can’t remember if it was in this first part or the second one which follows)
        I definitely will be looking forward to seeing how you deal with Dutch. It’s really interesting.

  4. Teango says:

    I think you’re being too hard on yourself here. Your progress has been phenomenal over the last month, and your accounts offer genuine inspiration for the rest of us. And if you’re already scoring 95-98% with another adult level novel, then you’re right – it’s time to dive into the next stage: extensive listening and reading in Dutch only! Everything else will follow… 🙂

    • doviende says:

      Thanks for the boost. I just wonder if I happened to hit the “easy” places in those novels somehow, or perhaps even though I recognize individual words upon close inspection, they haven’t quite been automatized and put together into broader understanding of the text at normal reading/listening speed.

      Oh well. The only way out is forward. I’m not giving up until I feel solid in my understanding of Dutch. The only way to fail is to stop. Plus I need a nice success in my pocket before I move onto something more difficult 😉

  5. durak says:

    To my mind
    what you do wrong
    1. not enough sleep
    2. no soul-shattering awe that only good literature can give you
    3. you read instead of LISTENING (read L1 and LISTEN L2 at the same time, parallel texts are there only to help you with LISTENING)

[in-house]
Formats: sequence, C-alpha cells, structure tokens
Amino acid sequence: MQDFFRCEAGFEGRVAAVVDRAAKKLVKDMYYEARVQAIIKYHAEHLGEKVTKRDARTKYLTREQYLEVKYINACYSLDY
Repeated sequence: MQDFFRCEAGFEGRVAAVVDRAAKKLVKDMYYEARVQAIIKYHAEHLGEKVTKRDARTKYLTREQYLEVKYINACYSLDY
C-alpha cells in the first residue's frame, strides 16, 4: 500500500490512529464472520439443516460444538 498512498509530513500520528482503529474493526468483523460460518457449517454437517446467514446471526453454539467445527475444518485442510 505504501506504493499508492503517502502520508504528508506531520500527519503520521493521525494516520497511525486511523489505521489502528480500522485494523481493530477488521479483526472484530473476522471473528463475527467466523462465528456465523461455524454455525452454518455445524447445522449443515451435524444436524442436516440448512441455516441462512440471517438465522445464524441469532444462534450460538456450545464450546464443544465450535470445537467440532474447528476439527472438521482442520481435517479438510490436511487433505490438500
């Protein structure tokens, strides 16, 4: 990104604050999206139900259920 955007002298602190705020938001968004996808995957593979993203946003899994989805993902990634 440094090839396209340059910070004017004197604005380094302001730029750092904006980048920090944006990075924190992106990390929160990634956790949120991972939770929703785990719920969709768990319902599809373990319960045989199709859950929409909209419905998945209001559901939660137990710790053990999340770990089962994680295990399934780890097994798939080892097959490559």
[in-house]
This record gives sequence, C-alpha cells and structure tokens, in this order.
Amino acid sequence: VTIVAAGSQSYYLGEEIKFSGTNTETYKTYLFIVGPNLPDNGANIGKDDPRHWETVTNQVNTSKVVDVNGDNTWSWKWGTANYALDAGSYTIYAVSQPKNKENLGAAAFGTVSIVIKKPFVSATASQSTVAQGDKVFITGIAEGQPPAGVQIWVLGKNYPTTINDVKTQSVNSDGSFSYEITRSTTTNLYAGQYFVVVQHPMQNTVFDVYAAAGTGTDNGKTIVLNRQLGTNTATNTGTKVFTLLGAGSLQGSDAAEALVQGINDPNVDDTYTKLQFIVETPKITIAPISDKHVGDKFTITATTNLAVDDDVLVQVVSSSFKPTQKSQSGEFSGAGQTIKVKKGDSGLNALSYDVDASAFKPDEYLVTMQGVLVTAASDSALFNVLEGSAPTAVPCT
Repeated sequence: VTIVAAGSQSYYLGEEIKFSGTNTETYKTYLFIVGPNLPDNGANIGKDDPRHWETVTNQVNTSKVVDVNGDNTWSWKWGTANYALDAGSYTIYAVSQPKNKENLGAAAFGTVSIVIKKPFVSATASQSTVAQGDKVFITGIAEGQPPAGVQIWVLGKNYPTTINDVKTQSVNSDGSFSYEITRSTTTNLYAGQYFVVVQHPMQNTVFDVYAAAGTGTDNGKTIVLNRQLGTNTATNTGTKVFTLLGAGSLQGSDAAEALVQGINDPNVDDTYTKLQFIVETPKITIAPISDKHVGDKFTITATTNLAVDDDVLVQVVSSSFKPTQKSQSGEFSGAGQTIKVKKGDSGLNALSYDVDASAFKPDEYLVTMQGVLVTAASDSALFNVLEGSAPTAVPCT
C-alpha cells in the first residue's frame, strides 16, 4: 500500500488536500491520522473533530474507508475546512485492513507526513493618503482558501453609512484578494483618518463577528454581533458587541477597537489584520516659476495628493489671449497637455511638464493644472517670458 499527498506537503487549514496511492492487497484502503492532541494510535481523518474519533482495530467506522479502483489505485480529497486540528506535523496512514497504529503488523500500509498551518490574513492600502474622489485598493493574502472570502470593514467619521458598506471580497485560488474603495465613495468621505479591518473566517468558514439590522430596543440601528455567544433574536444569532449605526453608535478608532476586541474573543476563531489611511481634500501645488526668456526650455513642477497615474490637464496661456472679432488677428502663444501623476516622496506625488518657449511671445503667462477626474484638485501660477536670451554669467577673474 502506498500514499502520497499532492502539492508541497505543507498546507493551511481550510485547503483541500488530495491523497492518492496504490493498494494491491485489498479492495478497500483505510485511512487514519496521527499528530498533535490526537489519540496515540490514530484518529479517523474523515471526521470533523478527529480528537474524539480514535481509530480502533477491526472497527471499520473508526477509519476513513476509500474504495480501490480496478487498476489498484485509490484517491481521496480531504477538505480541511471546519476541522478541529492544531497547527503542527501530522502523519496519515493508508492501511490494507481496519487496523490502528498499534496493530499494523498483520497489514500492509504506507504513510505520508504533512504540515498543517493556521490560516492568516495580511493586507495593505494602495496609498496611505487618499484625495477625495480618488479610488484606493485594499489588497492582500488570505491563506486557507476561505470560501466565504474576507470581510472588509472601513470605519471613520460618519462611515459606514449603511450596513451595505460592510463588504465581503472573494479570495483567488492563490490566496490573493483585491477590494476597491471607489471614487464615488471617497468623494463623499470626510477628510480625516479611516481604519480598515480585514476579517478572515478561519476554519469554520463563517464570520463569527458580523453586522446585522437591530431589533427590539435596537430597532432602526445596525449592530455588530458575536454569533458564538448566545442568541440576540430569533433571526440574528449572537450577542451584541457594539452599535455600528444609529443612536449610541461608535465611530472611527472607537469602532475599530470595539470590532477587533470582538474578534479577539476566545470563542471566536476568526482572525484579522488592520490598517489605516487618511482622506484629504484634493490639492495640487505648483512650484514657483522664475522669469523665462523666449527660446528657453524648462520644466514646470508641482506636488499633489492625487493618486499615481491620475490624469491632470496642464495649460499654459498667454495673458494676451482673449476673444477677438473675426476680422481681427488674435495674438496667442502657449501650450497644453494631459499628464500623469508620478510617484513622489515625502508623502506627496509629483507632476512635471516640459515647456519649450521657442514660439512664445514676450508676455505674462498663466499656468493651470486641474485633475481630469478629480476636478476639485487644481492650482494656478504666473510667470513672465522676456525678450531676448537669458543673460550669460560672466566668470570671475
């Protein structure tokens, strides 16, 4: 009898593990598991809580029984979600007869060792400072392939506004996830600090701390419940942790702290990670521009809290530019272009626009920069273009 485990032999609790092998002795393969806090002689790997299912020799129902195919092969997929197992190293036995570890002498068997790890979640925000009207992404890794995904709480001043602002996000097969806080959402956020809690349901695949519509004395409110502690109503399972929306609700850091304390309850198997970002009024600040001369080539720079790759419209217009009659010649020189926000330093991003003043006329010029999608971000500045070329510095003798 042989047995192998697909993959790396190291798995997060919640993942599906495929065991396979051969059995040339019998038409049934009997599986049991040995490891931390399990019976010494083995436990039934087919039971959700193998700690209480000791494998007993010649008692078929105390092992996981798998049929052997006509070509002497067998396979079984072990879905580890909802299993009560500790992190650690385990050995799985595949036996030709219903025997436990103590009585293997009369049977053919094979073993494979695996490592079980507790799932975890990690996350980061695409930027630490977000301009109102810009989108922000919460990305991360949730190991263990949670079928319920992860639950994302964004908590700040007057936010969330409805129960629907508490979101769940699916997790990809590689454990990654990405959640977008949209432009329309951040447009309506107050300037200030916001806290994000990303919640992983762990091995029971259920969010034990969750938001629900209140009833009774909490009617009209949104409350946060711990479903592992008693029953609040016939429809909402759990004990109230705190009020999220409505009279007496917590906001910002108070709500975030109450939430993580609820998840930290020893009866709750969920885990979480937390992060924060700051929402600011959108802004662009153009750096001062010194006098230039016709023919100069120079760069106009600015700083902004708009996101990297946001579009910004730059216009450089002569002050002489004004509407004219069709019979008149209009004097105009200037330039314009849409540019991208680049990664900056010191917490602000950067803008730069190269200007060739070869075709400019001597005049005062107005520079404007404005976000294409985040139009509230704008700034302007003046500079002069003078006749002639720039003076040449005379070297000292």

4. I am not sure if you do proper pronunciation LISTENING (minimal pairs, rhythm, intonation)
    5. you create artificial ‘challenges’ for yourself instead of just learning and enjoying the process

    Just out curiosity, I grabbed a Harry Potter book in Dutch and listened to it – I had no trouble spotting boundaries between words and I could understand at least 50% the first time (I don’t know any Dutch, but I do know German and English – no trouble with listening comprehension at least).

    • doviende says:

      Ya, it’s unfortunate that so far, the only audio I have that exactly matches the text is Harry Potter, but it’s enough for now. My focus has been too much on perfection, probably since I compare to German and expect to also have near-perfect understanding of Dutch, and it’s too early.

  6. janalisa says:

    I always enjoy reading your posts– they’re really motivational for me– and your progress with Dutch is impressive! I also think you’re being a little tough on yourself, considering you’ve only been learning Dutch for (just over?) a month.

    I do know what you mean about the “chatter” in your head, and I agree that it seems to be caused by large amounts of continuous L2-only exposure. Sometimes a certain word or phrase will just get “stuck” in my head, just like a song. The most exciting thing though, is when you find yourself forming your *own* thoughts in your L2, without thinking about it or doing it on purpose. (This started happening to me recently with French.) And you know intuitively that the phrase is grammatically correct and everything, because it just pops into your head, naturally. It seems to me that both of these phenomena– the “chatter” you speak of, and then naturally forming your own thoughts in the language– must be key stages in the learning process.